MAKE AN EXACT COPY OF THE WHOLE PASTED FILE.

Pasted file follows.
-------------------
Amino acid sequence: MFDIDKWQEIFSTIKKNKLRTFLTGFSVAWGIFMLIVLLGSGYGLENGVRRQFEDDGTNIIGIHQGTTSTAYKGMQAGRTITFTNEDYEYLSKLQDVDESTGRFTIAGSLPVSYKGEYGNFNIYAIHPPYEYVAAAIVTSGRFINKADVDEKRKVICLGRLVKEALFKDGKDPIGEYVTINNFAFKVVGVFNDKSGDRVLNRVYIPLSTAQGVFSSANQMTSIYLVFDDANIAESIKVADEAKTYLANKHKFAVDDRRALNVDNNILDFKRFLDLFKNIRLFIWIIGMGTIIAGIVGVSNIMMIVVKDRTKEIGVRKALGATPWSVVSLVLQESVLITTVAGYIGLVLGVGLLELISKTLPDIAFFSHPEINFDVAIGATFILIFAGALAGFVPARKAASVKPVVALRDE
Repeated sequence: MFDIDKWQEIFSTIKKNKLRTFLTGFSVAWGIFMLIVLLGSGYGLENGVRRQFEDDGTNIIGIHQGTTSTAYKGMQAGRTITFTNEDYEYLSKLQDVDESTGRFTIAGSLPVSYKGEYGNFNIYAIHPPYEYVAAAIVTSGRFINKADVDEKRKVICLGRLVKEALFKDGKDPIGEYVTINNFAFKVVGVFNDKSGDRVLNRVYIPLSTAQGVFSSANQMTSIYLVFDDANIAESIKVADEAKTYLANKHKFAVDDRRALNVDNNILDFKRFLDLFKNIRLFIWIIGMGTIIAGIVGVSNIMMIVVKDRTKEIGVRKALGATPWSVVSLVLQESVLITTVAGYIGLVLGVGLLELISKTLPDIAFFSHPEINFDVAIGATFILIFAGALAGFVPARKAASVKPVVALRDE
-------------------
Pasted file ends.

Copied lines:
Amino acid sequence: MFDIDKWQEIFSTIKKNKLRTFLTGFSVAWGIFMLIVLLGSGYGLENGVRRQFEDDGTNIIGIHQGTTSTAYKGMQAGRTITFTNEDYEYLSKLQDVDESTGRFTIAGSLPVSYKGEYGNFNIYAIHPPYEYVAAAIVTSGRFINKADVDEKRKVICLGRLVKEALFKDGKDPIGEYVTINNFAFKVVGVFNDKSGDRVLNRVYIPLSTAQGVFSSANQMTSIYLVFDDANIAESIKVADEAKTYLANKHKFAVDDRRALNVDNNILDFKRFLDLFKNIRLFIWIIGMGTIIAGIVGVSNIMMIVVKDRTKEIGVRKALGATPWSVVSLVLQESVLITTVAGYIGLVLGVGLLELISKTLPDIAFFSHPEINFDVAIGATFILIFAGALAGFVPARKAASVKPVVALRDE
Repeated sequence: MFDIDKWQEIFSTIKKNKLRTFLTGFSVAWGIFMLIVLLGSGYGLENGVRRQFEDDGTNIIGIHQGTTSTAYKGMQAGRTITFTNEDYEYLSKLQDVDESTGRFTIAGSLPVSYKGEYGNFNIYAIHPPYEYVAAAIVTSGRFINKADVDEKRKVICLGRLVKEALFKDGKDPIGEYVTINNFAFKVVGVFNDKSGDRVLNRVYIPLSTAQGVFSSANQMTSIYLVFDDANIAESIKVADEAKTYLANKHKFAVDDRRALNVDNNILDFKRFLDLFKNIRLFIWIIGMGTIIAGIVGVSNIMMIVVKDRTKEIGVRKALGATPWSVVSLVLQESVLITTVAGYIGLVLGVGLLELISKTLPDIAFFSHPEINFDVAIGATFILIFAGALAGFVPARKAASVKPVVALRDE